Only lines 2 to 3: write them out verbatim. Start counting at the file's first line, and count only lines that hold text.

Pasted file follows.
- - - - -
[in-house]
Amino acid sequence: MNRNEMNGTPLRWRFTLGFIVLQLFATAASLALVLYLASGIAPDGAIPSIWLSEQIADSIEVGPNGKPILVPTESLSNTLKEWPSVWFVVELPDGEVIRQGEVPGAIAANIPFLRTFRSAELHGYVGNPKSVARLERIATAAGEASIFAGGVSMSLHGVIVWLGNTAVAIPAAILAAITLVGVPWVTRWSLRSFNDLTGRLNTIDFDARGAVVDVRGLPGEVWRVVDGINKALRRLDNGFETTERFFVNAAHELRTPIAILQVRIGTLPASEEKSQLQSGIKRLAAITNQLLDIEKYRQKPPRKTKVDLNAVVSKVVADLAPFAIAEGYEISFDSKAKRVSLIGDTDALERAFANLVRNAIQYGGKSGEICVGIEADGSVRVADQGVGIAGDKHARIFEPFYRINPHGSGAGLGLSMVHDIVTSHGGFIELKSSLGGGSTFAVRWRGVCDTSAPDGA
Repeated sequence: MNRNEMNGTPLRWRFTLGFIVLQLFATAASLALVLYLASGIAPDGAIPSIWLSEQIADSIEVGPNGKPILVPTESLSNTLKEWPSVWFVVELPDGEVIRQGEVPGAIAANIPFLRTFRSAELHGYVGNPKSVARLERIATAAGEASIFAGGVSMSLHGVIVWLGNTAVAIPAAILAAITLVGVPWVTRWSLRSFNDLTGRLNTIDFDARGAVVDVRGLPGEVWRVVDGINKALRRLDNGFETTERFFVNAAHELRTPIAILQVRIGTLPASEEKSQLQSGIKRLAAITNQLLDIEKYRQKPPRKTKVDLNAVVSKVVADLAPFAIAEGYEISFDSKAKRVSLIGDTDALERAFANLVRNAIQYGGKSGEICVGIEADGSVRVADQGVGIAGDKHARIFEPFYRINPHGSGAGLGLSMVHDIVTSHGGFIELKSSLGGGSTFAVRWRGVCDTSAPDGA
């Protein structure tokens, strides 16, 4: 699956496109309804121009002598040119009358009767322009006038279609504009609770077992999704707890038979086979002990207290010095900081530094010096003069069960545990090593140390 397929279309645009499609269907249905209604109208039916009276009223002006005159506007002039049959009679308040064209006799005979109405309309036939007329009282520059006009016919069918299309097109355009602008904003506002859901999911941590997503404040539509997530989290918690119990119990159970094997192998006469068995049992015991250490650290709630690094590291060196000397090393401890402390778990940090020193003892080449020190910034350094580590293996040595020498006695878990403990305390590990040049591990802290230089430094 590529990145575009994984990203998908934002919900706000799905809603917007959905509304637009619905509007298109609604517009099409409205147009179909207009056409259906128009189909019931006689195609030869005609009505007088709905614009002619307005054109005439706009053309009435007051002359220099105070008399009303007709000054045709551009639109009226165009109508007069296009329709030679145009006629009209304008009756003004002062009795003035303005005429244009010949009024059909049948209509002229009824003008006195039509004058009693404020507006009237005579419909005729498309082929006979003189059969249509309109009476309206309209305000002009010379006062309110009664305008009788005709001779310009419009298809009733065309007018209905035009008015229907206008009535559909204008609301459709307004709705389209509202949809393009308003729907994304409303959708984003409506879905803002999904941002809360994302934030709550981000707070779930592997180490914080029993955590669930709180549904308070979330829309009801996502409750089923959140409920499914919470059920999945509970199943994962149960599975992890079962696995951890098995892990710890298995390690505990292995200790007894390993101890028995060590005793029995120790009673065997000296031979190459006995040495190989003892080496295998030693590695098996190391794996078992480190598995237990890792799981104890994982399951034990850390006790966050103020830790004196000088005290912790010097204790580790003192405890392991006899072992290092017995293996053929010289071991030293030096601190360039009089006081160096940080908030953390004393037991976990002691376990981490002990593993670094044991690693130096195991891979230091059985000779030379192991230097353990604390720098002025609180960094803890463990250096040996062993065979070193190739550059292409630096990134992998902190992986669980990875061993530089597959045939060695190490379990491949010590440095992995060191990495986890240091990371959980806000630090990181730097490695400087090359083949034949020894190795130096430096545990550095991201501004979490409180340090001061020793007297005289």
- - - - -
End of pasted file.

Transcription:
Amino acid sequence: MNRNEMNGTPLRWRFTLGFIVLQLFATAASLALVLYLASGIAPDGAIPSIWLSEQIADSIEVGPNGKPILVPTESLSNTLKEWPSVWFVVELPDGEVIRQGEVPGAIAANIPFLRTFRSAELHGYVGNPKSVARLERIATAAGEASIFAGGVSMSLHGVIVWLGNTAVAIPAAILAAITLVGVPWVTRWSLRSFNDLTGRLNTIDFDARGAVVDVRGLPGEVWRVVDGINKALRRLDNGFETTERFFVNAAHELRTPIAILQVRIGTLPASEEKSQLQSGIKRLAAITNQLLDIEKYRQKPPRKTKVDLNAVVSKVVADLAPFAIAEGYEISFDSKAKRVSLIGDTDALERAFANLVRNAIQYGGKSGEICVGIEADGSVRVADQGVGIAGDKHARIFEPFYRINPHGSGAGLGLSMVHDIVTSHGGFIELKSSLGGGSTFAVRWRGVCDTSAPDGA
Repeated sequence: MNRNEMNGTPLRWRFTLGFIVLQLFATAASLALVLYLASGIAPDGAIPSIWLSEQIADSIEVGPNGKPILVPTESLSNTLKEWPSVWFVVELPDGEVIRQGEVPGAIAANIPFLRTFRSAELHGYVGNPKSVARLERIATAAGEASIFAGGVSMSLHGVIVWLGNTAVAIPAAILAAITLVGVPWVTRWSLRSFNDLTGRLNTIDFDARGAVVDVRGLPGEVWRVVDGINKALRRLDNGFETTERFFVNAAHELRTPIAILQVRIGTLPASEEKSQLQSGIKRLAAITNQLLDIEKYRQKPPRKTKVDLNAVVSKVVADLAPFAIAEGYEISFDSKAKRVSLIGDTDALERAFANLVRNAIQYGGKSGEICVGIEADGSVRVADQGVGIAGDKHARIFEPFYRINPHGSGAGLGLSMVHDIVTSHGGFIELKSSLGGGSTFAVRWRGVCDTSAPDGA